The trucking industry, through the American Trucking Association (ATA), submitted a petition to the U.S. Department of Transportation (DOT), requesting a determination that the state of California’s meal and rest break rules are pre-empted by federal law. In response, 19 Democratic members of the House of Representatives and the Senate have “strongly” urged the DOT to deny said petition.

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The American Association for Justice (AAJ) has submitted comments in response to the Federal Motor Carrier Safety Administration’s (FMCSA) advance notice of proposed rulemaking for hours-of-service (HOS) for commercial truck drivers. The rulemaking process was first announced at the end of August 2018, when the FMCSA declared that they would be reviewing the existing HOS regulations which limit the total operating hours a commercial truck driver works on duty.

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According to the U.S. federal government statistics, over 4,300 people have been killed in crashes involving tractor-trailers and other large trucks in 2016, which is a 28 percent increase over 2009. Fatal truck crashes are growing at almost three times the rate of deadly crashes overall in the U.S. For years, the National Transportation Safety Board (NTSB) has supported life-saving legislation that would require all heavy trucks to be equipped with crash-avoidance technology.

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A new AAA Foundation for Traffic Safety report found that truck safety technologies can prevent as many as 77,077 crashes, 23,275 injuries, and the loss of 500 lives per year. The report, Leveraging Large Truck Technology and Engineering to Realize Safety Gains, examined the safety benefits and costs of installing four advanced safety technologies in existing and new large trucks.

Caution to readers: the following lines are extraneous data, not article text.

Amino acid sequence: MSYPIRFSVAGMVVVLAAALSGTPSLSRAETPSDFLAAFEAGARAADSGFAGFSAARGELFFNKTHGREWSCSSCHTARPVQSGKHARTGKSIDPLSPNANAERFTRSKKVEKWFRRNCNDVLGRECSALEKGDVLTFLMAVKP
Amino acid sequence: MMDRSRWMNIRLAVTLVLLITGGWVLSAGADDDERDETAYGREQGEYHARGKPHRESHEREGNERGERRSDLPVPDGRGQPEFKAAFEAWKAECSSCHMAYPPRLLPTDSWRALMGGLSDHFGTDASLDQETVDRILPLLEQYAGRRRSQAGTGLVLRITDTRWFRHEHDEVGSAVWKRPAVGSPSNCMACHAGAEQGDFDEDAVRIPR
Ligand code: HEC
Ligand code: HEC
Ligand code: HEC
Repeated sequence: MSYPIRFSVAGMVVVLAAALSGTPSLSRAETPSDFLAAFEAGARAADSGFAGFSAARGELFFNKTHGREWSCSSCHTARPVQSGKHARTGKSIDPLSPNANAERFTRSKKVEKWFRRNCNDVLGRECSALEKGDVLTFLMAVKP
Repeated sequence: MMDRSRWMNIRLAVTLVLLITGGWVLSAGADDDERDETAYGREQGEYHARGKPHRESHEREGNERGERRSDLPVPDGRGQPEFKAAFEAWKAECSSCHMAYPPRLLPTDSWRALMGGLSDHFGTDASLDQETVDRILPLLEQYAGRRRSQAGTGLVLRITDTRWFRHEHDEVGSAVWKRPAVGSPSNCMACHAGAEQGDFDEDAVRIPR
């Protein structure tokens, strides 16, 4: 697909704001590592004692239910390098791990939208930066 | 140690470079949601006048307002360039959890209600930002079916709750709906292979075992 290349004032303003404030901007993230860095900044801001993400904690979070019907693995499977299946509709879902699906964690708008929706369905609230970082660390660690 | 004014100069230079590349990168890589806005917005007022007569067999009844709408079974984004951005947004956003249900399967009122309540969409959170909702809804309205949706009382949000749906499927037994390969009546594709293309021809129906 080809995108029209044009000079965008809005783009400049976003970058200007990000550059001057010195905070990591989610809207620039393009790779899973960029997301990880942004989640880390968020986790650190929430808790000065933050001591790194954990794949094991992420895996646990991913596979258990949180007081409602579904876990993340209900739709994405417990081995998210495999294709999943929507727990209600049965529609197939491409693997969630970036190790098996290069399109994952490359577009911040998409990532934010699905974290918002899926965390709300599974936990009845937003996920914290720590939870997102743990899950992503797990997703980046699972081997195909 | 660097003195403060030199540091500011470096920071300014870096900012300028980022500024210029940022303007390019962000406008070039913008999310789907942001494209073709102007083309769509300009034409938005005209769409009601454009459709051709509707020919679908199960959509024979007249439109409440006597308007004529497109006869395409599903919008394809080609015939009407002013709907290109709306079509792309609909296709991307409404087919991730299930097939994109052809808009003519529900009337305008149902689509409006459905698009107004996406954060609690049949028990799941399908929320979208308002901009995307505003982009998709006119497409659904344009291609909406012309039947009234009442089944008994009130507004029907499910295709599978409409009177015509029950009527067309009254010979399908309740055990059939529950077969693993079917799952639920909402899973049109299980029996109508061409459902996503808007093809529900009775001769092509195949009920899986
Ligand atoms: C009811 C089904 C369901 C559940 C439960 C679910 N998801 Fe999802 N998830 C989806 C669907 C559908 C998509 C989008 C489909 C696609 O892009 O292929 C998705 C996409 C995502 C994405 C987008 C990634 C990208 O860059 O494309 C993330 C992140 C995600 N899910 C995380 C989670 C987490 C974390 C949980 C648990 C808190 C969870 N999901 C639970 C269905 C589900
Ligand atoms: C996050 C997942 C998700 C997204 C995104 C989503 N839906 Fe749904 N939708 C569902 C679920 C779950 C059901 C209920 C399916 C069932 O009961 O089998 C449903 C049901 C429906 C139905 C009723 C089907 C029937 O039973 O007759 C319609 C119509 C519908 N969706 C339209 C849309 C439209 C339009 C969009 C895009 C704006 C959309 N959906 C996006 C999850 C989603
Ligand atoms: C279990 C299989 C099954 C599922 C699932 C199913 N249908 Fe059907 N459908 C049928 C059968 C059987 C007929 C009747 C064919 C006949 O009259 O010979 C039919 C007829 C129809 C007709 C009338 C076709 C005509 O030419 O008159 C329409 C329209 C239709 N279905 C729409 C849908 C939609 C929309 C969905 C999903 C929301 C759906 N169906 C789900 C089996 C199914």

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The Federal Motor Carrier Safety Administration (FMCSA) passed a new rule which requires truckers to install an electronic logging device (ELD) to record the number of hours they are on or off the road. These ELDs must be installed by April 1, 2018. Ahead of this deadline, the FMSCA granted agricultural truckers a second 90-day extension on ELD compliance.

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Due in part to concerns about potential implementation of conflicting state rules governing automated and connected trucks, the American Trucking Association (ATA) recently endorsed its first comprehensive policy on automated trucks and related emerging technologies. The ATA’s new policy discusses safety, the respective roles of the federal and state governments, uniformity across state lines, infrastructure, and education.

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Trucking companies are not always notified when a driver is arrested for drugs.

For example, recently, a truck driver was arrested after police found him unconscious in his rig. He admitted that he had used heroin. Because he was not in the cab with the keys in the ignition, he was not charged with operating a vehicle while intoxicated.